It seems the Chicago Bears' lot in life is to never be able to get ahead.
They bounce back from a horrendous loss in Cleveland and do everything positive a team could need to do Sunday in building a 24-14 victory over the Detroit Lions.
And then they watched David Montgomery clutching his left knee after a 5-yard run with 11 minutes remaining in what had become a lopsided game.
It ruined the occasion, and put their offensive progress in doubt heading forward to a game in Las Vegas against the Raiders.
"There's a lot of highs and lows and my job as a leader of these men, everybody, is to make sure that when you have a bad game and you struggle, can you rally back?" Bears coach Matt Nagy said. "Can you respond? Because there are a lot of people that don't."
It would seem even after responding positively, the Bears will need to respond again for at least a while without Montgomery after he scored touchdowns on runs of 4 and 9 yards in the first half and finished with 106 yards on 23 carries.
Montgomery led the 75-yard, game-opening drive to a TD and a 7-0 lead with 31 yards on six carries, then refused to go down on the second TD when it appeared he was stopped.
"I know it's early in his career but you see the way he runs, you see the way he plays, the energy, the effort, he really is the embodiment of what it means to be a Chicago Bear," Bears center Sam Mustipher said. "Hopefully things are great with him."
The second scoring drive to a 14-0 lead ended with Montgomery but resulted from Justin Fields' biggest play as a Bear. He threw a 64-yard bomb to Darnell Mooney, then scrambled for an 11-yard run on third-and-4 from the Detroit 20 to set up the TD.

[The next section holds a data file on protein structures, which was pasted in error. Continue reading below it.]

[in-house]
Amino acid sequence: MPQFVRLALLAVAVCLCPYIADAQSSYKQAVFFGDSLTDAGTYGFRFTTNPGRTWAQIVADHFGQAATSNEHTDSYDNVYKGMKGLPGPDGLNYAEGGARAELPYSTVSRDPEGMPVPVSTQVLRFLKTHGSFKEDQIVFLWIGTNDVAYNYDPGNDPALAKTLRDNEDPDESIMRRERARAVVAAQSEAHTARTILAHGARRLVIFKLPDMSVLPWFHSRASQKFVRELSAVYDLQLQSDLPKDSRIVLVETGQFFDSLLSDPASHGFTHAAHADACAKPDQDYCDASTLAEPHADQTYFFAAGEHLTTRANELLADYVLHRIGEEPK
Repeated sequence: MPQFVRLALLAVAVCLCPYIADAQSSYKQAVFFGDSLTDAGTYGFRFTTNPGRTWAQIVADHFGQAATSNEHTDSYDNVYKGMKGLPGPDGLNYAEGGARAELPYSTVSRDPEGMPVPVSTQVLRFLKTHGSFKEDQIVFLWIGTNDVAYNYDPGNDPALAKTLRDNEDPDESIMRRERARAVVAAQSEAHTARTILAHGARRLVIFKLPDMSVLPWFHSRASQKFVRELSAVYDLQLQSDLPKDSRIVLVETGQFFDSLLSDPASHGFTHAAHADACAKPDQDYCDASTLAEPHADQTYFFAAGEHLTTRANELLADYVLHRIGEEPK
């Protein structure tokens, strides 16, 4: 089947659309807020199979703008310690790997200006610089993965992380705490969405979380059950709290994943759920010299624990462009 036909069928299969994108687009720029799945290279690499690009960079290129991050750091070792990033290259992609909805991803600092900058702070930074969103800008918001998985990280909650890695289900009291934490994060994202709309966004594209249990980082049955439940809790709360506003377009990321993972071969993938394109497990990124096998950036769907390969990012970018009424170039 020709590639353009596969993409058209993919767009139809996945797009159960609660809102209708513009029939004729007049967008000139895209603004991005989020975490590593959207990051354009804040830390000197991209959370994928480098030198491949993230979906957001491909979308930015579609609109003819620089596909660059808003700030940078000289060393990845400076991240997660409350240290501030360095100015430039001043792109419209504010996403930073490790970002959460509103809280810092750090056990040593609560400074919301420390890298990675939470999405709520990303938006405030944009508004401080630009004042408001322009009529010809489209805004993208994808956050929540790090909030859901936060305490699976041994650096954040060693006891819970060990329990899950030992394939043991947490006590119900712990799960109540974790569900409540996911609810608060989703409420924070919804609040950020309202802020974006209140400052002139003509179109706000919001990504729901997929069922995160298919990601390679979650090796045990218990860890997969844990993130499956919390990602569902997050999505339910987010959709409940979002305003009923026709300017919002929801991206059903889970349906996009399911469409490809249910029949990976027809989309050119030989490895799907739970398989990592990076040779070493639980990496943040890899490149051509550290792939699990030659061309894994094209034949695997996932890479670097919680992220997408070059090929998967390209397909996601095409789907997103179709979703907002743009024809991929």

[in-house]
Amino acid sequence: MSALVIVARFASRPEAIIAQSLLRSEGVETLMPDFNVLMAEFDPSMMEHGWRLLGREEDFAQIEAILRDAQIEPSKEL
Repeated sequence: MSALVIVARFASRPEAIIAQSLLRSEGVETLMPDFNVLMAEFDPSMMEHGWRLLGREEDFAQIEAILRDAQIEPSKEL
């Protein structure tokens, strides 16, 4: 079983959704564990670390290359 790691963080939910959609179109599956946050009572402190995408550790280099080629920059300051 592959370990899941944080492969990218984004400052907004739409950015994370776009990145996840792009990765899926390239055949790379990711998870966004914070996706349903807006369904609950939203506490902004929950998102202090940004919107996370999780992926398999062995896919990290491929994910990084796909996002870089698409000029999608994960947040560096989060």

"I just felt like we had a good balance between run, play-action, and just different stuff like that," Fields said. "It was just great play by the O-line, like I said before, just a great balance between running and passing the ball.”
A week after throwing for only 68 yards on 6 of 20 in the loss to Cleveland, Fields hit on 11 of 17 for 209 yards. His only real flaw was an interception, but it was tipped at the line.
He found Mooney for a career-high five catches and 125 yards.
"He's more comfortable. Calm," Mooney said. "Just being able to get that first one out of the way and just understanding that it's not that different. You just got to play regular. Just be yourself and go out and play.
"And he did that today."
The lead hit 21-0 in the third quarter when Damien Williams scored on a 4-yard run after Fields found Allen Robinson for a 28-yard completion and then Mooney for a 32-yarder.
"You're a rookie quarterback in a tough environment your first start, you come back at home and you bounce back and he did that," coach Matt Nagy said. "He made great plays. He made great throws, great decision-making.
"His teammates stepped up for him, the defense did, the special teams, his coaches did and for that I am proud of all those guys."